Yankees’ Brian Cashman defends himself – “I’m proud of our people”


SCOTTSDALE, Ariz. – New York Yankees General manager Brian Cashman spent much of his hour-long media presence on Tuesday vehemently pushing back against some of the backlash directed at the organization after an 82-win season, often defending the team’s decision-making process and the various people involved in it.

“I’m proud of our people and I’m proud of our process,” Cashman said on the General Managers’ Meetings website Tuesday afternoon. “That doesn’t mean we’re running at full speed, that doesn’t mean we’re the best in the class, but personally I think we’re pretty darn good. I’m proud of our people and I’m also looking forward to 24 being a better year than 23.”

The Yankees have made the playoffs each of the last six years, but have not made it to the World Series since their outright win in 2009. In 2023, they finished 19 games in first place and needed September 17–10 to avoid their first losing season since 1992, leading to widespread calls that Cashman and sixth-year manager Aaron Boone should be fired.

The Yankees’ offense was exposed during the absence Aaron Richter for most of June and July, ultimately placing 24th in the OPS majors. Outside Gerrit Cole, their starting pitchers combined for an ERA of 4.49. Hoping to break through an American League East that has become significantly more difficult with the Baltimore Orioles Cashman, emerging as a contender, said the Yankees need to “strengthen our pitching” by adding two outfielders – preferably left-handed hitters – and addressing what he called an “infield surplus.”

Day 1 of the GM meetings, held at the Omni Scottsdale Resort, marked Cashman’s first public comment since August, when he called the Yankees’ season a “disaster.”

“We understandably had sand kicked in our faces,” said Cashman, the Yankees’ GM since 1998. “We only won 82 games, we didn’t make the playoffs. I called it a disaster because it was unexpected, and it was a disaster. The squad was a lot better on paper than it turned out to be. But I have to.” I can live with that. I have to own this. I am responsible for this. And I definitely hear it loud and clear in every way, whether it’s the media, whether it’s the fans, all of those things. Hey, if you want to play In this market you have to be tough and fight through, and we’re going to fight through and make sure ’24 is a better result than ’23. But I didn’t expect ’23 to come. I don’t think everyone here saw year 23 coming with the squad we had.”

Cashman added: “At this point last year, right before the end of the winter, it was like, ‘This is a playoff team. This is a team that plays in the World Series. In fact, perhaps the best roster they’ve ever had to offer them a chance to get to the World Series.” And the same people are now talking about roster building and over-analyzing and all these other things, and I enjoy seeing that back and forth where I’m like, “Gosh, these are the same people who really like it.” what we’ve been doing for six months, and now they’re killing us for it.’ I understand. It’s part of being part of this process. That’s what makes sport so great. But we have good baseball people. We have made good decisions over time. Recently some of these things have changed. It wasn’t that good yet. I bear responsibility for that. This is my decision. And hopefully with some of the decisions we’re going to make, we’ll be in a better position to improve the squad and improve our position at the end of ’24.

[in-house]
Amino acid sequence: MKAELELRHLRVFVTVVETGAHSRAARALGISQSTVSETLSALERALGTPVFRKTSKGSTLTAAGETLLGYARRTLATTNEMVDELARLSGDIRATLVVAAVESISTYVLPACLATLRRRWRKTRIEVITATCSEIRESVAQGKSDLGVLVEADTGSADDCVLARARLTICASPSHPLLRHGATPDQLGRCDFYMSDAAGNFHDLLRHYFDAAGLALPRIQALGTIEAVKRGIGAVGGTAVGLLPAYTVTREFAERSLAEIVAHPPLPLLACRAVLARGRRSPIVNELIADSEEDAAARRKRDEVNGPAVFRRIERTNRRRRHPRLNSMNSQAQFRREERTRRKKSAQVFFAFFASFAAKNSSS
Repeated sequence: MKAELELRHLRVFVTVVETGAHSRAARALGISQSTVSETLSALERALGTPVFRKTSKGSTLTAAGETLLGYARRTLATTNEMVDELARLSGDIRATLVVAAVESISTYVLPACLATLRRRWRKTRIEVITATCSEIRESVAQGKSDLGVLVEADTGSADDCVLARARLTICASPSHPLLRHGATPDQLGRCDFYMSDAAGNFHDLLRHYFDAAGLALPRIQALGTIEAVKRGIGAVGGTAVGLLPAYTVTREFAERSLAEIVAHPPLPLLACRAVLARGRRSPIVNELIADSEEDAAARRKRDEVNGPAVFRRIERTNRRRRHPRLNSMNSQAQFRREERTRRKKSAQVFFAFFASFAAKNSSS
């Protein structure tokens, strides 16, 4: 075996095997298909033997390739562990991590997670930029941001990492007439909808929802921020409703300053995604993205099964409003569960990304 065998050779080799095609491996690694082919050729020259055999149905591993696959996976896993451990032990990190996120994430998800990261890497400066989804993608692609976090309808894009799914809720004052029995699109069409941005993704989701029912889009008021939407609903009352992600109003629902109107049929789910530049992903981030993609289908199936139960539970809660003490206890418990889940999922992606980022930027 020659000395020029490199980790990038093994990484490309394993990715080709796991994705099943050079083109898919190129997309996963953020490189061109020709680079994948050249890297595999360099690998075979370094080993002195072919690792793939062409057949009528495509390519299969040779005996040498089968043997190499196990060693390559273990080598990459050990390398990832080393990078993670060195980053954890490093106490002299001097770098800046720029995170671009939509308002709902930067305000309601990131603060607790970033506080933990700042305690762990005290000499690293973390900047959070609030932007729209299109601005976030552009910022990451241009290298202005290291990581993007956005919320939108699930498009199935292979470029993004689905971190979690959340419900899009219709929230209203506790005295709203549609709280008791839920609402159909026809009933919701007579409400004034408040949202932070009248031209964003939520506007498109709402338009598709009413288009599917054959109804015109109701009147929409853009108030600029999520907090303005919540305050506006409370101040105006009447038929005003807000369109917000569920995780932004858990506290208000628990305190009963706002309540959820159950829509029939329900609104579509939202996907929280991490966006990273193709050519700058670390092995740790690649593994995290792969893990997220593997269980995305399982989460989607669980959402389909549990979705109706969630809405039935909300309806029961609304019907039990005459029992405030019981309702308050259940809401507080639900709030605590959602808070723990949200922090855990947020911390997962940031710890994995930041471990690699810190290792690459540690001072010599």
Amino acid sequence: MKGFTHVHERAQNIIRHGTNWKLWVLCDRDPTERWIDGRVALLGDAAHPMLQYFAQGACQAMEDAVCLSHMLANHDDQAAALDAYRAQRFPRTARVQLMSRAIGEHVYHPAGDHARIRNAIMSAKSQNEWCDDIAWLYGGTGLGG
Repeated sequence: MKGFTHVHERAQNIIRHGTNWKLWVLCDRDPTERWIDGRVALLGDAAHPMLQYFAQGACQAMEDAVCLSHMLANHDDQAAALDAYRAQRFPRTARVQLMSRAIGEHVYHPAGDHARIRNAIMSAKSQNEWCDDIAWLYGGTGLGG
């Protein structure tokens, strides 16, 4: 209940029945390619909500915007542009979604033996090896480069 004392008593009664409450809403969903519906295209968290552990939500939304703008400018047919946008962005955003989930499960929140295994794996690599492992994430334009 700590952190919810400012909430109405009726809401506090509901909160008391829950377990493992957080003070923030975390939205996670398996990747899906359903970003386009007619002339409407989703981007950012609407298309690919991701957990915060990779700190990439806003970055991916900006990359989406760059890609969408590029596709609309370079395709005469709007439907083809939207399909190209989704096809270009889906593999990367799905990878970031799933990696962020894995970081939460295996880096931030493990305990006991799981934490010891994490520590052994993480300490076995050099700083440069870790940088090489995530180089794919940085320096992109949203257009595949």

Cashman at various points defended the Yankees’ due diligence leading up to some of the most notoriously failed trades, particularly the midseason acquisition of an outfielder Joey Gallo in 2021 and starting pitcher Frankie Montas in 2022. Cashman noted that the Los Angeles Dodgers and that Minnesota Twins Gallo acquired after he struggled in New York and none of the medical professionals indicated that Montas would eventually need shoulder surgery. He believes that most criticism of the Yankees is a reaction to the results on the field and is not rooted in the processes that led to them.

“I enjoy making decisions about players who are really good Major League Baseball players or potentially helpful Major League Baseball players and that we’re stupid for getting them and other people obviously aren’t stupid. ” Cashman once said. “The bottom line is that it’s all about winning and losing. And that’s what this is about. We lost way too many games last year when we should have lost. That’s my fault. It’s my fault as a GM responsible for baseball operations.” . If the owner wants to evict me at any time, he can of course do that.”

Cashman also disputed the notion that the Yankees are too analytically oriented, claiming the organization has “the smallest analytics department” in the AL East, but also “the largest pro scouting department in all of baseball.”

“Nobody does deep dives,” Cashman said. “They just throw ammunition and nonsense at us and accuse us of being analytical. Analytics is a key pillar in our wheel. It should be in everyone’s wheel, and it really is a key pillar in any company that succeeds.” There isn’t a team that doesn’t use it; we are no different. But to say that we are driven by analysis is a lie. But that’s what people want to say. I know I can’t change this narrative. All I can continue to do is say, “Shit, that’s not true.” But I guarantee that it’s important to use it, along with our professional scouting opinions and amateur scouting opinions, and yes, sometimes we make our decisions better and sometimes worse. Sometimes they don’t work, but that’s also part of the process.

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